Thursday, October 2, 2014


Although Halloween is weeks away, over the next few days I'll share some “boootiful” and “spooktacular” ideas to scare up some smiles and fun in your classroom!! I realize that some people think Halloween is bad and evil, but to me it’s just an excuse to dress up and have fun. It also gives children the opportunity face their fears and discern real from pretend. An interesting thing is when asked, “What was your favorite holiday growing up?” most adults will say that (after Christmas) Halloween was the most fun.

3 Little Witches
(Tune: “Ten Little Indians”)
One little, two little, three little witches.
Flying over haystacks, flying over ditches.
Slid down the moon and tore their britches!
Hi, ho, Halloween’s here!
Choose three children to be witches and act out the song. Make brooms by rolling up several sheets of newspaper. Tape. Cut down 8” from one end and fluff.
Sitrring Our Brew
Stirring and stirring and stirring our brew… (Pretend to stir.)
Wooooooo! Woooooo! (Cup hands by mouth.)
Stirring and stirring and stirring our brew… (Stir.)
Wooooooo! Wooooo! (Cup hands by mouth.)
Tip-toe. Tip-toe. BOO! (Pretend to tip-toe.)
Witch’s Stew – How about a little witch’s stew for snack. You will need 5 lunch sacks, 1 large bowl, Cheerios, pretzel sticks, fish crackers, raisins, M & M’s, ice cream cones. Write “frog eyes” on one sack and fill with Cheerios. Write “salted bones” on the second sack and fill with pretzel sticks. Write “dead fish” on the third sack and fill with fish crackers. Write “toad eyes” on the fourth sack and fill with raisins. Write “lizard gizzards” on the fifth sack and fill with M&M’s. Place the large bowl on the floor and make up a story about collecting all the items for your witch’s stew. One at a time let children come up and dump the contents in the bowl. Stir with a spoon as you sing the above song. Serve in ice cream cones. (Hint! You can substitute peanuts, miniature marshmallows, or other snack foods for any of the ingredients.)
Handprint Art – Trace around children’s hands and feet on white paper. Glue to black construction paper and let children add details.
Ghost Busters – Cut ghost shapes out of white paper. Write letters, numerals, words, or whatever skill you want to reinforce on the ghosts. Staple ghosts to a bulletin board and let the children identify the information as they swat the ghosts with a fly swatter.
*You can make a similar game from a file folder. Glue a hand to a craft stick and use to swat the ghosts.

Scary Things – Halloween is a good time to talk about things that are real and things that are pretend. It’s also helpful to talk about things that scare us. I always talk about things that scare me, and that usually encourages the children to open up and talk about things that scare them. Everybody’s afraid of something, and that’s O.K. Make a class book called “Scary Things” where each child draws their fears and dictates or writes a story about them.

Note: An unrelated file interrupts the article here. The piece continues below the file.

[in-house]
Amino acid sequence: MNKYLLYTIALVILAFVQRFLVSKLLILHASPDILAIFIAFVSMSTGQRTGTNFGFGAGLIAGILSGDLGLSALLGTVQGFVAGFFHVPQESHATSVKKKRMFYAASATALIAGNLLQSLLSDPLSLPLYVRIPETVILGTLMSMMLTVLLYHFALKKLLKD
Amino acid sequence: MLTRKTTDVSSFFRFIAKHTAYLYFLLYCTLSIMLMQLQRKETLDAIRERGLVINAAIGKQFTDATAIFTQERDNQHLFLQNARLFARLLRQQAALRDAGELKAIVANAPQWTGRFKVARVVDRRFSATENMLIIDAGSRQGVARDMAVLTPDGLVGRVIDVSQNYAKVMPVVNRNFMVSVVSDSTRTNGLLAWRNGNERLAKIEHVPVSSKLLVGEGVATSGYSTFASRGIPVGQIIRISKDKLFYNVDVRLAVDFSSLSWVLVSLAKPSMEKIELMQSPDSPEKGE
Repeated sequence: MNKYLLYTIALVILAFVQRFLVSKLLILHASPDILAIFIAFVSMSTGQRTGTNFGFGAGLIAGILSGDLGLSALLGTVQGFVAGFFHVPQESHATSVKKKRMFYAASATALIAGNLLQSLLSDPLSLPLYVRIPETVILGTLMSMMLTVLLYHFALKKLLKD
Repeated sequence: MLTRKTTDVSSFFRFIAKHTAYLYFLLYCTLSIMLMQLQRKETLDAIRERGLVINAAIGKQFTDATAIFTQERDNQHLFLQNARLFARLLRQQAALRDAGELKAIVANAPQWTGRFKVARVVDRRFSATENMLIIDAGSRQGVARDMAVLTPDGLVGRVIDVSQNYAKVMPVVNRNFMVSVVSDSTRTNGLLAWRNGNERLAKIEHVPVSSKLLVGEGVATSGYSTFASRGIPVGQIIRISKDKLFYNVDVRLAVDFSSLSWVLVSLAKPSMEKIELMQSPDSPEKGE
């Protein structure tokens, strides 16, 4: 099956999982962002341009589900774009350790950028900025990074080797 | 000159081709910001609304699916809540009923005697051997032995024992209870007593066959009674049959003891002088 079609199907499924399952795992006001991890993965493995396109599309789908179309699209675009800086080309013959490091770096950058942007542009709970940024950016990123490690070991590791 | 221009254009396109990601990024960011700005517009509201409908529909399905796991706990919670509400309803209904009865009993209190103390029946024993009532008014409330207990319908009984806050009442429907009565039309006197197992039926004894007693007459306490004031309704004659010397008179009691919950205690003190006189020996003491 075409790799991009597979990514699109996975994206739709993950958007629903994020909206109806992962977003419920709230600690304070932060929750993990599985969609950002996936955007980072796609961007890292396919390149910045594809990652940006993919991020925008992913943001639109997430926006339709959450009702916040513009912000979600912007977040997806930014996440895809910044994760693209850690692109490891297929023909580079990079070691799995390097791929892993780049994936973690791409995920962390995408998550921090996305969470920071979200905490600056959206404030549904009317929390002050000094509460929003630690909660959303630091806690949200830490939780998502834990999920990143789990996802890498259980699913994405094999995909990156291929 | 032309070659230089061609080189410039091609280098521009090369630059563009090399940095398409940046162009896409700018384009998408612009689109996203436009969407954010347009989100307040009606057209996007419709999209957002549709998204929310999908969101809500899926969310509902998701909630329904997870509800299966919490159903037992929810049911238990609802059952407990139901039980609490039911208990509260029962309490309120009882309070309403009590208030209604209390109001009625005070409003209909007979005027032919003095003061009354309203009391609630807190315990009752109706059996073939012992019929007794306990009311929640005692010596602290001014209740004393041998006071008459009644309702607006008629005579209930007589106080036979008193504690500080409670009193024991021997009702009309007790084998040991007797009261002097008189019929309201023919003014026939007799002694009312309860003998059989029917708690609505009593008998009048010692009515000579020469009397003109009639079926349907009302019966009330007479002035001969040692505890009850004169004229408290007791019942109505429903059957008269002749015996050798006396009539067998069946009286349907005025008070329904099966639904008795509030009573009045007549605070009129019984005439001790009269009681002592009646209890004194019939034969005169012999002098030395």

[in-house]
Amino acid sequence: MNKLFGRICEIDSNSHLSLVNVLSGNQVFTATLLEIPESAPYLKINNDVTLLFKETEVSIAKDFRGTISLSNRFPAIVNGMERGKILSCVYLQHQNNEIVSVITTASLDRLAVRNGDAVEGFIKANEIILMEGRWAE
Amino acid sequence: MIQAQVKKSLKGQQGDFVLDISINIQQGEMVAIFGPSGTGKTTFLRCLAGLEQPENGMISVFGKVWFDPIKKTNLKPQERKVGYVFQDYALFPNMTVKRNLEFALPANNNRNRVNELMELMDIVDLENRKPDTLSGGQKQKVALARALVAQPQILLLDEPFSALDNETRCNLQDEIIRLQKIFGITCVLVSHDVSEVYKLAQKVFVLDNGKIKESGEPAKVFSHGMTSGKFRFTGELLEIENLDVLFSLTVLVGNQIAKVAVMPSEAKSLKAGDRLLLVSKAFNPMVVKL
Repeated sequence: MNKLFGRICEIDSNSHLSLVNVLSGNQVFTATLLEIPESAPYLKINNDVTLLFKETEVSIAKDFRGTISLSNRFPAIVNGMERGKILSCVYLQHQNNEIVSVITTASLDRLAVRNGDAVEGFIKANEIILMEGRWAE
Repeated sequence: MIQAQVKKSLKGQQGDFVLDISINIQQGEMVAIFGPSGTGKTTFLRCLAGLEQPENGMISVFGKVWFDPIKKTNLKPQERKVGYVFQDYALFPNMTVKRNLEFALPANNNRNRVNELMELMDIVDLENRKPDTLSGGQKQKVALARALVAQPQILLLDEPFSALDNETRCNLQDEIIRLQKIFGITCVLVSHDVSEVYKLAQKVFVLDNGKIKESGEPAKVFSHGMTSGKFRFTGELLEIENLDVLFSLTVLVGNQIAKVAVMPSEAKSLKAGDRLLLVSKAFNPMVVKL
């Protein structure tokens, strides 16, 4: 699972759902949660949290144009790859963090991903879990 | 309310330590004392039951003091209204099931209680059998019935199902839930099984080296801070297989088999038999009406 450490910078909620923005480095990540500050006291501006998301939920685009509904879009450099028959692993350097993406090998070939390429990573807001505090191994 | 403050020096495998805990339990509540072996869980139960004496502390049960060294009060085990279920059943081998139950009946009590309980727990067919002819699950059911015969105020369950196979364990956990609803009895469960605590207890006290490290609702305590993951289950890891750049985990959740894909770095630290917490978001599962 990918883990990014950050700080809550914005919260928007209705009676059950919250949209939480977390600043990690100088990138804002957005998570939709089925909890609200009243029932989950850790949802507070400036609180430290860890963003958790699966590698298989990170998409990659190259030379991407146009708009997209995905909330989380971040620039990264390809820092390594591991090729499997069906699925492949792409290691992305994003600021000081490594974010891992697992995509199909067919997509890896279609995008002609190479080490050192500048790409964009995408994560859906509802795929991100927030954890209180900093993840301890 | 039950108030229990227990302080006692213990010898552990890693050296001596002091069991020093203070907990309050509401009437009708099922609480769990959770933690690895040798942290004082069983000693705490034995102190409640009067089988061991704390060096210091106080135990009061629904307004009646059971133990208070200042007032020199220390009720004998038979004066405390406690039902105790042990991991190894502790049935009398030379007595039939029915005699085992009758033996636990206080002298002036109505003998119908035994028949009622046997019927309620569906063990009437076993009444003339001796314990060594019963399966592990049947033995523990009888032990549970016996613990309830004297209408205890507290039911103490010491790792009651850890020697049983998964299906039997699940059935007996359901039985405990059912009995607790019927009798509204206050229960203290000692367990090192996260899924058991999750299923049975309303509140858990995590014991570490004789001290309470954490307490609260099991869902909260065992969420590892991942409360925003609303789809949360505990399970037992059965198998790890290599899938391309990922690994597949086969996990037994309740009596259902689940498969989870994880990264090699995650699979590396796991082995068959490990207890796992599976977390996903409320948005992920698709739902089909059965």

Wednesday, October 1, 2014


I asked K.J. what he liked best about school so far and he was excited to tell me about the video project he was doing with a classmate. Apparently, they were divided into partners and they are each doing a 45 second video based on a content area. K.J. got science, which is his favorite subject, but he was a little frustrated with his partner because his partner had never used the technology before. There also seemed to be a little conflict about which background music to use, yada, yada. WOW! Just think for a second what a useful skill that will be in the future…helping a co-worker…figuring out how to give and take…collaborating for the good of the group…I could go on and on. 

However, I’ll just stay check out my website today because I’ve got some terrific ideas for group work and partner projects. It gives me such JOY to come up with these ideas to share with you. Teaching is like a revolving door because 25 years ago we were “into” cooperative learning…and here we are again! Why? Because in real life and in the work force of the future, knowing how to work in groups is critical. As you read through the different activities on my website, think about implementing one a week to add a little variety to a task that you would ordinarily ask children to do independently.

I’ve also got a free song download called “Mother Goony Bird.” Yep, it’s another silly song, but the sweet thing is it’s just as much fun to sing today as was years ago. You’ll also find a Spanish version by Boca Beth. 


Tuesday, September 30, 2014


At Summer Camp a teacher shared how she posted 100 knock-knock jokes around the school for the 100th Day of School. What a clever idea!

Knock-knock jokes would be great to post in the hall where children have to wait. (Might be a good project for 3rd or 4th graders.) The more you tell jokes, the better the children will become at understanding the play on words. It’s funny, but even the kids who don’t really “get” them will pretend they do and laugh.

The world keeps on changing, but children still enjoy simple knock-knocks and riddles just like you did as a child! There are lots of free apps and websites where you can find knock-knock jokes and riddles. (Some of them are really corny, but the absurdity will stretch your brain.) You can save jokes on index cards, keep a riddle book on your desk, or use a knock-knock app to entertain children when you have a few extra minutes during the school day.